Looking West, Russia Beefs Up Spending on Global Media Giants
Despite a free-falling ruble and a wealth of other economic woes, the Russian government has announced a substantial increase in funding for state-run media outlets, a move analysts linked with the Kremlin's desire to win sympathies abroad.
The measure — which was stipulated in Russia's federal budget for 2015-17 — comes at a high-stakes period for Russian media.
Moscow has made clear its intent to broadcast its own narrative to international audiences, in a bid to counteract Western media outlets' largely negative coverage of Russian affairs.
Meanwhile, Russian lawmakers are grappling with legislation to diminish the presence of foreigners in media on its own soil. The State Duma passed in its first reading Tuesday a bill limiting foreign ownership of Russian media assets to 20 percent, a significant decrease from the current existing ceiling of 50 percent.
RT, which received 11.87 billion rubles ($310 million) in state funding this year, will receive 15.38 billion rubles ($400 million) in 2015, a figure nearly 30 percent higher than what the 2014-16 budget had initially allocated to the network. This represents a 41 percent increase in funding from what the Russian government had originally planned to set aside for RT in 2015, according to the RBC business news agency.
The 2015 state funding allocated for Rossiya Segodnya — a global news agency built on the vestiges of the liquidated RIA Novosti — represents triple what the authorities had planned, amounting to 6.48 billion rubles ($170 million).
The 2015-17 budget, Russia's trimmest since the 2008 global financial crisis, also allocates extra funds to domestic state channels, including those of the All-Russia State Television & Radio Broadcasting Company, albeit in smaller measure than for RT and Rossiya Segodnya.
The discrepancy between Russia's support for its domestic outlets and its international news agencies seems to stem from the varying nature of the audiences it hopes to target, analysts said.
President Vladimir Putin, whose approval rating reached a six-year high of 86 percent in May, has more convincing to do abroad than he does at home, according to Yury Saprykin, a prominent Russian media professional who formerly served as chief editor of Afisha magazine.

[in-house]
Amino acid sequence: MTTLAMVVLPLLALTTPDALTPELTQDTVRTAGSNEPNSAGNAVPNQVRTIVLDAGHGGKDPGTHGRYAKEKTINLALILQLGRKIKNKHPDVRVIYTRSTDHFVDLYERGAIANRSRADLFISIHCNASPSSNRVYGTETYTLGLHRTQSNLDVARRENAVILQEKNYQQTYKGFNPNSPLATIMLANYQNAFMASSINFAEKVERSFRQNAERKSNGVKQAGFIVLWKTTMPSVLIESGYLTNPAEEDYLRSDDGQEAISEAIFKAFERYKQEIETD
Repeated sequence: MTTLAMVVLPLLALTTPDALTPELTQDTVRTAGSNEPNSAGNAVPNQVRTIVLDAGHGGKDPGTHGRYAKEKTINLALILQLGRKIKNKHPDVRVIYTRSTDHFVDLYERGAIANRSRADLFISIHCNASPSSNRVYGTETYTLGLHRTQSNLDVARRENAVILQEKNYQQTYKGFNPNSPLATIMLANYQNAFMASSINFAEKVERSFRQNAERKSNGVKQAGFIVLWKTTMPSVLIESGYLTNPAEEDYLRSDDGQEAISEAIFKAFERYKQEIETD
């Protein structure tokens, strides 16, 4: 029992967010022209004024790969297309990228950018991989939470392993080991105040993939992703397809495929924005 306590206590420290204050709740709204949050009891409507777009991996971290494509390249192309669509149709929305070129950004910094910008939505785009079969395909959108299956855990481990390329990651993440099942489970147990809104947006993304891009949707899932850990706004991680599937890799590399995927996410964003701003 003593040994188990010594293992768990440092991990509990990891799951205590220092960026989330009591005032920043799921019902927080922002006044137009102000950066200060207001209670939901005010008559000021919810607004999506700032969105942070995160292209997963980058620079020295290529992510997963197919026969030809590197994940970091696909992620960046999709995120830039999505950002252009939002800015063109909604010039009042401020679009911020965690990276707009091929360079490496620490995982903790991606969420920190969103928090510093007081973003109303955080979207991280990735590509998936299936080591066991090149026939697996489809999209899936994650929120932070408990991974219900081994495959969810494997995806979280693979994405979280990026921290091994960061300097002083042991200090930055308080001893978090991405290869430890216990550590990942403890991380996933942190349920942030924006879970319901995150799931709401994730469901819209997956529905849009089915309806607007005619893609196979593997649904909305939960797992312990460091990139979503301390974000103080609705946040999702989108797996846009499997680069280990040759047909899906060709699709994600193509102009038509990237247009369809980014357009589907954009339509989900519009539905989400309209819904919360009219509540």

"The Kremlin feels it is important to provide the West, and mostly the more receptive portions of the population, with an alternative depiction of Russia's actions and policies," Saprykin said. "Western media almost exclusively portrays Russia negatively. The situation has only worsened with the crisis in Ukraine. Investing more into its international outlets is the Kremlin's way of trying to attract a Western audience that would be supportive of its policies."
The measure is meant to make Russia look "white and fluffy" despite facing isolation from the external world, political analyst Dmitry Oreshkin said in comments carried by RBC.
Margarita Simonyan, who serves both as the head of RT and the editor-in-chief of Rossiya Segodnya, defended the increased funds her organizations are set to receive.
Simonyan told RBC that the extra funding RT will receive is meant to support its creation of French and German-language channels.
The state's extra spending on Rossiya Segodnya is a necessary component of the agency's absorption of The Voice of Russia radio station, Simonyan rationalized.
With its latest largesse toward RT and Rossiya Segodnya, the Kremlin appears to be retreating from its former stance on the need to rein in funding for the country's information giants.
Putin's decree to liquidate news agency RIA Novosti in December 2013 and supplant it with the global news outlet of Russia Segodnya was justified partially on financial grounds by Sergei Ivanov, the head of the Kremlin administration.
Ivanov said at the time that the new agency would represent a "more rational use of budgetary funds." Although he admitted the new agency's inception was meant to ensure the dissemination of Russia's state narrative among a broader audience, Ivanov said it was the initiative was also about reducing — and not increasing — funding.
"Money had nothing to do with it [RIA Novosti's liquidation]," said Anton Nossik, an entrepreneur who created many of Russia's leading online media outlets. "No one believed that explanation at the time. The reason behind the liquidation was to put someone close to Putin in charge. All the companies who are headed by people close to Putin receive more money, as a rule."
The organization's liquidation was combined with a changing of the guard. The longtime head of RIA Novosti, Svetlana Mironyuk, was dismissed in favor of the controversial Dmitry Kiselyov, a pro-Kremlin television host known worldwide for his homophobic and anti-Western tirades.
The allocation of extra resources to propagate Russia's state-approved news abroad, combined with the obedient management of state-owned outlets and the ousting of foreign-owned outlets from the national media market, has only strengthened the Kremlin's grip over an already tightly controlled media environment, according to Maxim Kovalsky, the former editor-in-chief of Kommersant Vlast magazine.
"The issue here is control," Kovalsky said. "Decisions made now about the media environment — like providing more funding to state outlets while restricting foreign ownership of Russian media — are being led in the same direction: toward more control."
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